"SDF Calls Convention at Pittsburgh, May 29," by James Oneal [event of Feb. 7, 1937]  First-hand report of the "Eastern State Conference of Social Democratic Organizations," called by the Socialist Party of Pennsylvania in Philadelphia on Feb. 7, 1937. The gathering brought together representatives of Old Guard-dominated Socialist Parties which had left the Socialist Party of America's orbit, including in addition to Pennsylvania the states of Connecticut, Maryland, and District of Columbia; parts of the Massachusetts, New York, and New Jersey organizations; and the Finnish and Yiddish-language Federations. A 7 member committee on arrangements and finance was named as was a committee to draft a formal convention call. The main item of debate related to independent political action vs. participation in labor parties where possible, with Darlington Hoopes of PA and Jim Oneal of NY representing the two perspectives most aggressively. Oneal estimates the membership of the SDF at between 6,000 and 8,000 -- including the two powerful federations and states not yet affiliated with the fledgling organization; the Norman Thomas Socialist Party he estimates at 3,000 members of less. The date of the proposed National Convention was moved from March to May 29-31.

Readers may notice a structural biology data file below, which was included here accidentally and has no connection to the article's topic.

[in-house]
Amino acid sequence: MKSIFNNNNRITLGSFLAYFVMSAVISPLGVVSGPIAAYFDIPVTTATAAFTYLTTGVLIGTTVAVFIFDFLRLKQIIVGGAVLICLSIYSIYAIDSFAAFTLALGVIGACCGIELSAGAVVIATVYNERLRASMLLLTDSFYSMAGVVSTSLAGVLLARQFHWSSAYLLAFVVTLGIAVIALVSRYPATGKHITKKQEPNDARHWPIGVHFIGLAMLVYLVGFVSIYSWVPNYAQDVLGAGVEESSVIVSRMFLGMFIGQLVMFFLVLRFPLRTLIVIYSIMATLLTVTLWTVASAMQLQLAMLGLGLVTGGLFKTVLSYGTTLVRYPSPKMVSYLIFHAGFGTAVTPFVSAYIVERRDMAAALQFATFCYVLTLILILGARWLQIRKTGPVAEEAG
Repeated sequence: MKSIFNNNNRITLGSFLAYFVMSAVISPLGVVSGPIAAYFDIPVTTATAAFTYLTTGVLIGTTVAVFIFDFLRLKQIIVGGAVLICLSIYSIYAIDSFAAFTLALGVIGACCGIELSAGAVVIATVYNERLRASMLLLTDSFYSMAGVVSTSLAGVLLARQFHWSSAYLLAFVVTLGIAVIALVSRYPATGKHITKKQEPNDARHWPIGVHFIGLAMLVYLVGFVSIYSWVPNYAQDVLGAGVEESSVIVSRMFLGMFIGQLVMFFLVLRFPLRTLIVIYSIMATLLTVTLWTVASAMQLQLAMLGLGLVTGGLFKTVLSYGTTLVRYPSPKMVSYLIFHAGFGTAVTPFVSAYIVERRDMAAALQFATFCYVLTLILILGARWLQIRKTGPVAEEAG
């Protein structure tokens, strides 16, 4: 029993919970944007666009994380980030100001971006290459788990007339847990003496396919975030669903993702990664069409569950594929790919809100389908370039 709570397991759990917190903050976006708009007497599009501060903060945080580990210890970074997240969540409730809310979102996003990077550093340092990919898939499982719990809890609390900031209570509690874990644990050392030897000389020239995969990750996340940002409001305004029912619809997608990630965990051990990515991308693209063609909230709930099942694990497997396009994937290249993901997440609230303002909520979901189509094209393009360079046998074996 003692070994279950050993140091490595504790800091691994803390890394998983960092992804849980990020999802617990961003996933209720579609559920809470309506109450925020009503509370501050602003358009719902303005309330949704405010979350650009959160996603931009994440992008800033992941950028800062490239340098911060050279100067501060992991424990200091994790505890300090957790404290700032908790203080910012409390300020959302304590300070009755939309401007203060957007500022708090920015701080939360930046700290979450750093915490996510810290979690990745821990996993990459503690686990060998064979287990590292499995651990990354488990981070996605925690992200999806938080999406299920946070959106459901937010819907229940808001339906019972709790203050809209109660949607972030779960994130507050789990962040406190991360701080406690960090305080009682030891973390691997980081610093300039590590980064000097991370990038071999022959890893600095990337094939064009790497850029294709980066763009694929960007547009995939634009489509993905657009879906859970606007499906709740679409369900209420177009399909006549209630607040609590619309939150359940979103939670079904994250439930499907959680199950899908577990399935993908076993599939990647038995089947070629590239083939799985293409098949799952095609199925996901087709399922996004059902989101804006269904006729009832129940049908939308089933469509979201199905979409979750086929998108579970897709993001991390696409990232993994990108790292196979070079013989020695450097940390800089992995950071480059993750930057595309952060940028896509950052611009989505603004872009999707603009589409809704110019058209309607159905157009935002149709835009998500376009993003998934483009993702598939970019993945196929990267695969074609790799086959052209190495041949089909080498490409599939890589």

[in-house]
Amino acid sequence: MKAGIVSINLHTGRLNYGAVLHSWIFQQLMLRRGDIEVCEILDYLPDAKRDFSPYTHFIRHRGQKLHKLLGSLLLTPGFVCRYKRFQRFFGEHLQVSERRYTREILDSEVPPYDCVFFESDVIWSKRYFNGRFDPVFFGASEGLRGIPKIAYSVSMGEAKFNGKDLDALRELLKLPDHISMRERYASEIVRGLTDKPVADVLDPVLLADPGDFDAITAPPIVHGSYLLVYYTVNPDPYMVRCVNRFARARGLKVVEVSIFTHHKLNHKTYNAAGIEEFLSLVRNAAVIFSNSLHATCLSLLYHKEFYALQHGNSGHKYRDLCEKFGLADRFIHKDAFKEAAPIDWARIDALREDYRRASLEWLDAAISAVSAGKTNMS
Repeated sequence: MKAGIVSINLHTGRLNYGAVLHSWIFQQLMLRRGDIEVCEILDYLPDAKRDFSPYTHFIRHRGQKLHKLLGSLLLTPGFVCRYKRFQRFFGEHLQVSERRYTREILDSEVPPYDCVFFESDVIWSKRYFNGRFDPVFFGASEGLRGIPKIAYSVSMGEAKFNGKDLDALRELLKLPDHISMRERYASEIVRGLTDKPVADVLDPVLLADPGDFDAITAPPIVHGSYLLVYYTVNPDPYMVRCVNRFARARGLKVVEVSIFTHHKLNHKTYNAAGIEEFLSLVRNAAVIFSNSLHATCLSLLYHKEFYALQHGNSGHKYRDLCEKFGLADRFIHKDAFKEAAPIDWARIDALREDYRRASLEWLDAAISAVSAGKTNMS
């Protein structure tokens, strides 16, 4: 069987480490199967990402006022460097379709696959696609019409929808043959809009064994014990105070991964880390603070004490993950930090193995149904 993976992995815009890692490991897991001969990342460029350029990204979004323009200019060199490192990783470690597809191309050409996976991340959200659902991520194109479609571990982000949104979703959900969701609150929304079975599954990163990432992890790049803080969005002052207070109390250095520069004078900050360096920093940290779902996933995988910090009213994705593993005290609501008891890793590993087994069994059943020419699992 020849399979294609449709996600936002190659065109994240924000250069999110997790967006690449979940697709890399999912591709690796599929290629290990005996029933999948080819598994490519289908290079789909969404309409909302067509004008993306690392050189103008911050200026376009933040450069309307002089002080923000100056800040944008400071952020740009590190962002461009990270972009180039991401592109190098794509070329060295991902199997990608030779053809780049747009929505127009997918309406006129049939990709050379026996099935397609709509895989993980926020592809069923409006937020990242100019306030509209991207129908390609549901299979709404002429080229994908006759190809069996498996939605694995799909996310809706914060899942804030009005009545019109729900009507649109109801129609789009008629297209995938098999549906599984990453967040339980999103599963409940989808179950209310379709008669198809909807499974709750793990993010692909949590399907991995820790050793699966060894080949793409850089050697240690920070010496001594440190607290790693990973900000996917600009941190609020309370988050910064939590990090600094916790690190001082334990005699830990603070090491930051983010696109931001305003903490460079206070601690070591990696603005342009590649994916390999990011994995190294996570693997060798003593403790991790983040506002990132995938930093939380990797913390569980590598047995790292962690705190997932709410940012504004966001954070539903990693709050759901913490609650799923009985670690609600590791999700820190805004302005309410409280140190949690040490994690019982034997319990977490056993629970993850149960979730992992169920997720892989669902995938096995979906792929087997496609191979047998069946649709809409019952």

"Exclusive Story of SP Convention Shows Collapse: Party Disintegrating and in Complete Control of Communists, Milwaukee Delegate Writes," by Frederic Heath [events of March 26-29, 1937]   Pioneer Milwaukee Socialist and founding member of the Socialist Party Frederic Heath offers a disillusioned and bitter account of the tumultuous 1937 national convention of the Socialist Party of America in Chicago. He and his moderate Wisconsin comrades had "felt as if they had blundered into an alien gathering to which they did not belong," he writes in a convention account for the New York Social Democratic Federation weekly, The New Leader. The first day of the gathering had been a shock, "surrounded by leering, victorious Communists who have made a complete capture of the movement we have given much of our lives to help build up," Heath notes. The fact that the convention  had been placed "completely in the control of the enemy" was "a miracle that had been made possible by the arch betrayer, Norman Thomas," in Heath's estimation. A second part of the account, written two days later is more sanguine. Instead of seeing himself as part of a minority against a monolith in a 75-25 delegate split, Heath writes of delegates who were "not Communists in fact who had been stung by the direct actionists’ tsetse bug" and who attempted compromise with the Wisconsin delegation, including 2 designated seats on their forthcoming 15 seat NEC. The ultimate way the Socialist Party of Wisconsin would proceed in the wake of the expulsion of the Old Guard New York organization and departure of the Pennsylvania and Connecticut organizations from the SPA was not yet known, Heath indicates. "There will be no relish, to state it mildly, for a national party with a shipload of Communist pirates aboard and manning the guns," he remarks.